Back from Paris, currently wrestling with a nasty cold. However, let's take a look at the remains of the election.
In the Puget Sound area, it was a good time to be an incumbent. People in office tended to stay in office. An exception was the head of the Seattle School Board, who was replaced with retired teacher Marty McLaren. The Seattle Times feels that this is not due to the lack of leadership or attention of the school board for all its recent scandals, or a solid and rational ground game by the challenger, but rather those darn unions (I swear, the Seattle Times is so darn CUTE sometimes).
Onto the initiatives. I-1125 (the Eyeman one) went down in flames, not getting enough support from the rest of the state to overwhelm the deep hatred of it in vote-dominant King County. If I-1125 was a movie, it would be one of those Uwe Boll clunkers. the ones that come out that everyone wonders how a movie this bad got made. And in fact, like Uwe Boll movies, the movie is not the reason for the project, but rather the deal to MAKE the movie. And once the deal for this initiative was made to draw off huge sums of money to launch it, really winning the initiative was besides the point.
If I-1125 is a Uwe Boll movie destined for perpetual repeat on the Syfy channel, then I-1183 (the Costco one) is the too-big-to-fail blockbuster that had star power and huge press going in. And like the blockbuster, it had its great opening weekend, carrying handily to allow the poor, impoverished big box stores to market megaliters of Jack Daniels. The deal won't go down for another six months, so we're about a year out before we start seeing the articles about what went wrong with this plan. For the moment, the Times feels we need to make the change immediately! The people have spoken!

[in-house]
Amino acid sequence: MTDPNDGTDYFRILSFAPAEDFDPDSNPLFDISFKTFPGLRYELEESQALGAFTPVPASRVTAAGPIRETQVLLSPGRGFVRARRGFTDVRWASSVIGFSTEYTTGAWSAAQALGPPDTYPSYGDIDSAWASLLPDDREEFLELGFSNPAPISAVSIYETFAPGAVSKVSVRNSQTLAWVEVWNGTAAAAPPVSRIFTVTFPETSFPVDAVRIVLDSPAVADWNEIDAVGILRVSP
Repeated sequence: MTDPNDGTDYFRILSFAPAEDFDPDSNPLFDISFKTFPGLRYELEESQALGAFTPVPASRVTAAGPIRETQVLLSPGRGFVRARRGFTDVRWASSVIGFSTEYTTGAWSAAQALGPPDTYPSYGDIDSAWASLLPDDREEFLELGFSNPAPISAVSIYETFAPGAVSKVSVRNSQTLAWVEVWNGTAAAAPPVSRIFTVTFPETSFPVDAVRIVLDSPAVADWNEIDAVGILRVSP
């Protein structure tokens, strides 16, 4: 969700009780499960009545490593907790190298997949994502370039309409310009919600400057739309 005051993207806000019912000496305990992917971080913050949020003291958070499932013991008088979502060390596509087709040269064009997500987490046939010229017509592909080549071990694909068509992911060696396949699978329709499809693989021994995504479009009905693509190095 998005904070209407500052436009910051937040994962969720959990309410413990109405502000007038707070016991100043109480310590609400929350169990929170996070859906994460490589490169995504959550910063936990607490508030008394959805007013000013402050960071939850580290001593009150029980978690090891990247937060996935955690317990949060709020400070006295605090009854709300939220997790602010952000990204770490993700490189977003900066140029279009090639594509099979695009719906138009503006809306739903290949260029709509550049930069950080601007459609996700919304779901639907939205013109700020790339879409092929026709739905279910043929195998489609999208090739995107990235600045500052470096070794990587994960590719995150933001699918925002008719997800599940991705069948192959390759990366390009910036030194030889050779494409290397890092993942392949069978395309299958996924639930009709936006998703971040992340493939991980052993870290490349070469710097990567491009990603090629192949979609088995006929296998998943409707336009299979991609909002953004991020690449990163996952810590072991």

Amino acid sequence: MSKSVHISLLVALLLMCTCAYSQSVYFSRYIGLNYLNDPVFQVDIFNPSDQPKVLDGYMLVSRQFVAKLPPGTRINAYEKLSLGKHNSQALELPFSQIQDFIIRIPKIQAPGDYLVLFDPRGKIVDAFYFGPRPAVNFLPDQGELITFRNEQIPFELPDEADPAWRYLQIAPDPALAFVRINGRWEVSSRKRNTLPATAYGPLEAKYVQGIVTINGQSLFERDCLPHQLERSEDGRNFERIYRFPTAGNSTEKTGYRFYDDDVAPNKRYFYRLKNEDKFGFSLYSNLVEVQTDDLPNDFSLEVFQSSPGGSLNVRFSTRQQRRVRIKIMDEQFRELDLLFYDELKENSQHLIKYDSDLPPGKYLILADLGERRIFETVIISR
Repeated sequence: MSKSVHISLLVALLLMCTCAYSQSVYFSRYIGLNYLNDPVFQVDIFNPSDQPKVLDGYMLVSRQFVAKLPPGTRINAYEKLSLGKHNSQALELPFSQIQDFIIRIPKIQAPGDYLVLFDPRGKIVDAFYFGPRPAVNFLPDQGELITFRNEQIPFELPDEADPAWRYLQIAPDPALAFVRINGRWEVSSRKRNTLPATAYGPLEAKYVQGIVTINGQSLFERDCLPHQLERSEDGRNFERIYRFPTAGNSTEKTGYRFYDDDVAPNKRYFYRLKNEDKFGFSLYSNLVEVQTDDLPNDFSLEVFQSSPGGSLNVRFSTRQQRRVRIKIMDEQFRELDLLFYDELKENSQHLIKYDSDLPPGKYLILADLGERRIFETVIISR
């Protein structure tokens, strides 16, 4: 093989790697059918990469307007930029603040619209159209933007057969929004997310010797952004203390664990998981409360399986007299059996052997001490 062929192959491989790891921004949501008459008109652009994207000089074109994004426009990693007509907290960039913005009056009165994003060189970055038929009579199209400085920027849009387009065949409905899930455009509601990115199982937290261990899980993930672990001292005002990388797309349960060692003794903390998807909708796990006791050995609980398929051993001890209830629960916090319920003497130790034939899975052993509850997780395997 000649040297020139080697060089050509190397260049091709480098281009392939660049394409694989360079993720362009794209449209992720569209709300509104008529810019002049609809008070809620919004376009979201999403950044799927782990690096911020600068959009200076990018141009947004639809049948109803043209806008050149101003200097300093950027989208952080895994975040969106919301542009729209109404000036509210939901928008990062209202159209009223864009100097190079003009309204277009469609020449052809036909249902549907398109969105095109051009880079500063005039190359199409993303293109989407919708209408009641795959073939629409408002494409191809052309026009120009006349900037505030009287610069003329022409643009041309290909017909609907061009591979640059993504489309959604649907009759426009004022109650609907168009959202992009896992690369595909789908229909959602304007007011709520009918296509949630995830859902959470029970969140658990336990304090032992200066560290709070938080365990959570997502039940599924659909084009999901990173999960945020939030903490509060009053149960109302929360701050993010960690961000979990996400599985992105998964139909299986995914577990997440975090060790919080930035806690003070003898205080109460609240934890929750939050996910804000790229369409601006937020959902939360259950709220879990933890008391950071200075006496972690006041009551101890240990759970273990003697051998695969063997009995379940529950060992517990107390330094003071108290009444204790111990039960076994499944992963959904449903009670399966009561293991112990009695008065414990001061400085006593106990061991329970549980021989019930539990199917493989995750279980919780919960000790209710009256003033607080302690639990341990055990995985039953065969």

(Actually, the Costco initiative not only shows that our initiative system can be bought, it sets a price tag on it - $33 Million (22 from Costco, 11 from the Beer and Wine lobby opposing it). Now we just need an initiative saying that you can pass your own law for $33 Mill, and leave us middle-men voters out of the process entirely).
And then there is I-1163 (the care workers one), the quiet indie picture that pops up, grabs the awards, and then disappears again. Lacking the hoopla of the Costco and Eyeman amendments, it coasted to an easy victory. Of course, the Seattle Times scolds that we don't have the money (having just sold off all our liquor stores) and we should ignore this. The people are fools! (Like I said, the Seattle Times is SO CUTE in its lack of self-awareness).
The Resolutions passed without any problems, and while it is nice to be asked, this is the sort of thing that is the second feature, the lower billed, less talked-about film. Nothing big on those ones, and no surprises.
So that leaves us with election 2011, the offist of the off-year elections. And now begins the slouching towards 2012. Oh joy.
A Connoisseur of Footnotes - So, I've just finished reading Joseph Lelyveld's HIS FINAL BATTLE: THE LAST MONTHS OF FRANLKIN ROOSEVELT (2016), which I recommend. I've long been puzzled ...
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